I mean, his name literally means evil in Latin. But if that isn't enough for you (and why would it be? Pretty much the point of this game was to make you question such labeling
), then consider this: all of the colossi were apparently trapped inside the Forbidden Lands. Malus was locked behind a door that could only be opened after all the other colossi were dead. What's the point in making such a thing when the whole place was pretty much a seal? Malus was unquestionably the most powerful of the colossi. My guess is that he became so arrogant that he came to believe he was Dormin
or something, and began wreaking havoc rather then just attacking in self-defense or living in peace. Since he was so powerful, Lord Emon and his followers, or perhaps the Colossi themselves, sealed him away behind the door.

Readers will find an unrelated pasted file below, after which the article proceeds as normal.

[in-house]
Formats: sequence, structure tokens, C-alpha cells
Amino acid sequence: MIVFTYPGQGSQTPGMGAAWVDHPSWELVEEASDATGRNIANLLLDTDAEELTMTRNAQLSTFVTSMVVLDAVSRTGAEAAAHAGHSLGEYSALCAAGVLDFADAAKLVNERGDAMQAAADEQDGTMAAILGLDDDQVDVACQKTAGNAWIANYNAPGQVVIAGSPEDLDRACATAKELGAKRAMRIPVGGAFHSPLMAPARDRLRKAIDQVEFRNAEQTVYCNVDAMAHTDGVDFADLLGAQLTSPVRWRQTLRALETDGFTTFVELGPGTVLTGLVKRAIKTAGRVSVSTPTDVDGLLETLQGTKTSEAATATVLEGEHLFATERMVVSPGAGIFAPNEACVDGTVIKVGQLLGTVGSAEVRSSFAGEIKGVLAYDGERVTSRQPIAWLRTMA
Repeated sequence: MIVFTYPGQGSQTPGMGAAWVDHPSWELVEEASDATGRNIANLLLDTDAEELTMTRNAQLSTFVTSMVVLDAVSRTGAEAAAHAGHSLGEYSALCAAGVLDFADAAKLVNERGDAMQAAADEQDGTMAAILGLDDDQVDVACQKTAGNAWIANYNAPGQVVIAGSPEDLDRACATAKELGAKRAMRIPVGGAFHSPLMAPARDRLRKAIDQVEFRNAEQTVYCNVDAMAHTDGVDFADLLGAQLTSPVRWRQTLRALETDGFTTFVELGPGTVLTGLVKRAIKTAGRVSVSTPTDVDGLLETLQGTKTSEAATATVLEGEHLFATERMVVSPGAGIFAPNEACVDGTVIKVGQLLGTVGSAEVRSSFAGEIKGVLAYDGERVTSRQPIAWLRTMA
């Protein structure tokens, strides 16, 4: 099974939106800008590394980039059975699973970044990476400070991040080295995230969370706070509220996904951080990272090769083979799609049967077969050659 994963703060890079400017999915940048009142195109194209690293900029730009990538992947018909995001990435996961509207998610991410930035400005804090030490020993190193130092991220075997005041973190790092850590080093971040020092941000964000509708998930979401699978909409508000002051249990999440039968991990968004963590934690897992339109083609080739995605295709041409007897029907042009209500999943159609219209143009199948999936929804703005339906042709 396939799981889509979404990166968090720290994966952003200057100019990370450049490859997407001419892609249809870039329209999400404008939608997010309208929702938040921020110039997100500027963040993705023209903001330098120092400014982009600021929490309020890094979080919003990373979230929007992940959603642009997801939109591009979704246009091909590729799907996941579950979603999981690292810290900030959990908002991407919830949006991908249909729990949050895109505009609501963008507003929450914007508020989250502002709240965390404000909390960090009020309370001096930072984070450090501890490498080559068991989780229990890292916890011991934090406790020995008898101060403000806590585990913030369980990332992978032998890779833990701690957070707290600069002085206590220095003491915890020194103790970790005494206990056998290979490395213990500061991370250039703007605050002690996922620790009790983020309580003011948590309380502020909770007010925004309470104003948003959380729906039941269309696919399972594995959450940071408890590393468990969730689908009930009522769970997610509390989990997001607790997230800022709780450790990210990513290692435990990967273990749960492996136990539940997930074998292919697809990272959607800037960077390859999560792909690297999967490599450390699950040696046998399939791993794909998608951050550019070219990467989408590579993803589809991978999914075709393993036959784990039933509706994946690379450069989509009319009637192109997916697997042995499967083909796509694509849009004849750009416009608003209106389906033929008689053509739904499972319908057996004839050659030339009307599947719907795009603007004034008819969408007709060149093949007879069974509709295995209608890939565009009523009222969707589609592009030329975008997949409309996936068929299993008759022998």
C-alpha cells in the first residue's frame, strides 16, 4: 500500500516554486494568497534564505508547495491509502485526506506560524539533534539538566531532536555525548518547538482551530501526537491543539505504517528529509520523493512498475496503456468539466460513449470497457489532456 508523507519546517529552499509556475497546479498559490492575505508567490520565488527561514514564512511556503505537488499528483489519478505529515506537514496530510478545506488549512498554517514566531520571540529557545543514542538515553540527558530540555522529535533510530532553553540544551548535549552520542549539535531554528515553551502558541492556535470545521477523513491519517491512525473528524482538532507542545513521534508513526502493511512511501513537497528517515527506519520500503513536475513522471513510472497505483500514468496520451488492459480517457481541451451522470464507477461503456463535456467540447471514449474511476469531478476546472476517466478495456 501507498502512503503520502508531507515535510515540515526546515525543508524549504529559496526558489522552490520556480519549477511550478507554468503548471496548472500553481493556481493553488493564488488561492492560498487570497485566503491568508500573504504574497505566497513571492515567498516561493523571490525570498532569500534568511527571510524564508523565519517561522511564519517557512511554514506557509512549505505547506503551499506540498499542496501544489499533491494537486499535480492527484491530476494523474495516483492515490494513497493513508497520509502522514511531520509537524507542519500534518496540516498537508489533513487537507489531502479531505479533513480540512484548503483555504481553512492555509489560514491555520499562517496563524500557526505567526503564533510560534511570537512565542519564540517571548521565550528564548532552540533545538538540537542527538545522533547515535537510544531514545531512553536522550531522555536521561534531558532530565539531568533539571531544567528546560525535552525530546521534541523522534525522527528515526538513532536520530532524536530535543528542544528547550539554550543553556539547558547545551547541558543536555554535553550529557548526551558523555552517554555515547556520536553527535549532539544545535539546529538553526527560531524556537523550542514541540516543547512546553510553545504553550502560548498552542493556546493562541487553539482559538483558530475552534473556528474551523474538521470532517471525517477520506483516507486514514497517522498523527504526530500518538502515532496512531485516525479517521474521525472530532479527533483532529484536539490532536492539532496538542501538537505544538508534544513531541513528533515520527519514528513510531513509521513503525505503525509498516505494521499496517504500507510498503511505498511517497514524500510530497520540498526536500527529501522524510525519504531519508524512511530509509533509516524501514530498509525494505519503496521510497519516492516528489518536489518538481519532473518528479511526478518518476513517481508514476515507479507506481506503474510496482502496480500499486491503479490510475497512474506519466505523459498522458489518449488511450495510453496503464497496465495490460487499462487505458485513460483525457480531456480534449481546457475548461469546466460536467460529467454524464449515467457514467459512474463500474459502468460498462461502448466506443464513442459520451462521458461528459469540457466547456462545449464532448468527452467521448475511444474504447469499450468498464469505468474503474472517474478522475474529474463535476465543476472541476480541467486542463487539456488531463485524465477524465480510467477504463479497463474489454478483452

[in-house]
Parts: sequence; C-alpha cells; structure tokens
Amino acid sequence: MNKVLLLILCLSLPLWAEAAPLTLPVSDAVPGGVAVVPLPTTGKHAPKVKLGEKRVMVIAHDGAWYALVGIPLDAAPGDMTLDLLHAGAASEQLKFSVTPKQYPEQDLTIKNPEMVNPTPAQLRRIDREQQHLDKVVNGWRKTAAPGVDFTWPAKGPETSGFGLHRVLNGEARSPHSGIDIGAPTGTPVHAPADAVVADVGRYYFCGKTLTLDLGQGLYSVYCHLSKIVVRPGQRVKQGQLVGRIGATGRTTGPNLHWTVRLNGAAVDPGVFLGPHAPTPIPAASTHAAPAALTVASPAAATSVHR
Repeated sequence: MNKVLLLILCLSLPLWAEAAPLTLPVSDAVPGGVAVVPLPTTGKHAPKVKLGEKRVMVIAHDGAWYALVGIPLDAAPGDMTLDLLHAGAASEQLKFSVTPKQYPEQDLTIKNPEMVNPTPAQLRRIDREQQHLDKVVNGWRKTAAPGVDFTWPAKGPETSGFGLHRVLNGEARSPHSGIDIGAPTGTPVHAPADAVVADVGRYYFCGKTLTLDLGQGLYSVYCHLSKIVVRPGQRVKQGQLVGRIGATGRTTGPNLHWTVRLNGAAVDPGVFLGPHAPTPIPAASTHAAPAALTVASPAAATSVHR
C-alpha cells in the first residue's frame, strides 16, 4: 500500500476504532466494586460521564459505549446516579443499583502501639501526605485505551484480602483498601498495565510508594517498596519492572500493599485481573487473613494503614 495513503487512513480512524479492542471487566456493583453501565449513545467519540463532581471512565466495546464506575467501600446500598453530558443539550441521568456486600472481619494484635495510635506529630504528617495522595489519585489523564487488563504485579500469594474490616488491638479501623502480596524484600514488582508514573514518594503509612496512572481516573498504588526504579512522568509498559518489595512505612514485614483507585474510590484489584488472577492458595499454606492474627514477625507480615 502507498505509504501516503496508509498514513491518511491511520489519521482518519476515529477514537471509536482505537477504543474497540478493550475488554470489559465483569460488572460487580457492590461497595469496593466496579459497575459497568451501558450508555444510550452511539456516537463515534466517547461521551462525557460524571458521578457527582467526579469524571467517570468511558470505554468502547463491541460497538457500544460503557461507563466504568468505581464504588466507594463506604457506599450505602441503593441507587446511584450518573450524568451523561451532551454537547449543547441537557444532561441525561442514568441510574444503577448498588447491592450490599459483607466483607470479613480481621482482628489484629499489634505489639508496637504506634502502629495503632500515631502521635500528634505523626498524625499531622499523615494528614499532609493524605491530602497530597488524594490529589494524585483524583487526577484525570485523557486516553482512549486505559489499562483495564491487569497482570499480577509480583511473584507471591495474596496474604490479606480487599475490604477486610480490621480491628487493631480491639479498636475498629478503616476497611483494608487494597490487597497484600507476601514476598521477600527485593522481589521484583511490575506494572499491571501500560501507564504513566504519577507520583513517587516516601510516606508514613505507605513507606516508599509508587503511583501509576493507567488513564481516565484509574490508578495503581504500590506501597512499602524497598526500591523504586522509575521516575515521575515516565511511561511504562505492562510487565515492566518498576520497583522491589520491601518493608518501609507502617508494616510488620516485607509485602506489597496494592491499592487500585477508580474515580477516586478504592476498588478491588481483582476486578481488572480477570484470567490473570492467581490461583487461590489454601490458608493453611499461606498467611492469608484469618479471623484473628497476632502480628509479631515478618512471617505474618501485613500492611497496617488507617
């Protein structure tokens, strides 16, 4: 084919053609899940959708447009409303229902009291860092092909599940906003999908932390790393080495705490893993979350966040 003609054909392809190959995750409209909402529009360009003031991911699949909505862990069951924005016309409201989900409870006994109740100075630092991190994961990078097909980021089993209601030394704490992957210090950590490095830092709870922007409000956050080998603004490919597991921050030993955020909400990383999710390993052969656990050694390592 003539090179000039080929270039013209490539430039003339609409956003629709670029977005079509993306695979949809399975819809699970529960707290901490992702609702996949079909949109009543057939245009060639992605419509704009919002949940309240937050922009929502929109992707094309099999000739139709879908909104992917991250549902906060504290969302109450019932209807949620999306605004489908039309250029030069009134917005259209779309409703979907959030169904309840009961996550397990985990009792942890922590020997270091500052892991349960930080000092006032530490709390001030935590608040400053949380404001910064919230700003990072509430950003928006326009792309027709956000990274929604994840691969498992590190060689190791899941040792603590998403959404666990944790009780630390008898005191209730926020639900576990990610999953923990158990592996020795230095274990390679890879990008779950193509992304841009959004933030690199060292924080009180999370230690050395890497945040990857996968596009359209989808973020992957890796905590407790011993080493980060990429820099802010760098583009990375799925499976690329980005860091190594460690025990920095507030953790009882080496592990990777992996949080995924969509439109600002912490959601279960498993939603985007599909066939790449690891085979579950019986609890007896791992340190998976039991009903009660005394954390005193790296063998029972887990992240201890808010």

- What if it's not so much that he was evil but that he represented the most of "Dormin" that still remained in the land? Maybe this forbidden area is where the entity itself actually laired. When the Colossi were born, their spiritual energy was likely torn from Dormin and cast loose, entering natural materials like rock and dirt (this entrance point is likely where the runes are on their body) and the beasts were born. But the final Colossus is the remnant of Dormin as he was in his final moments, an angry deity. This beast could represent the main body of his masculine, aggressive embodiment while most of the other Colossi are more representative of the feminine, passive embodiment.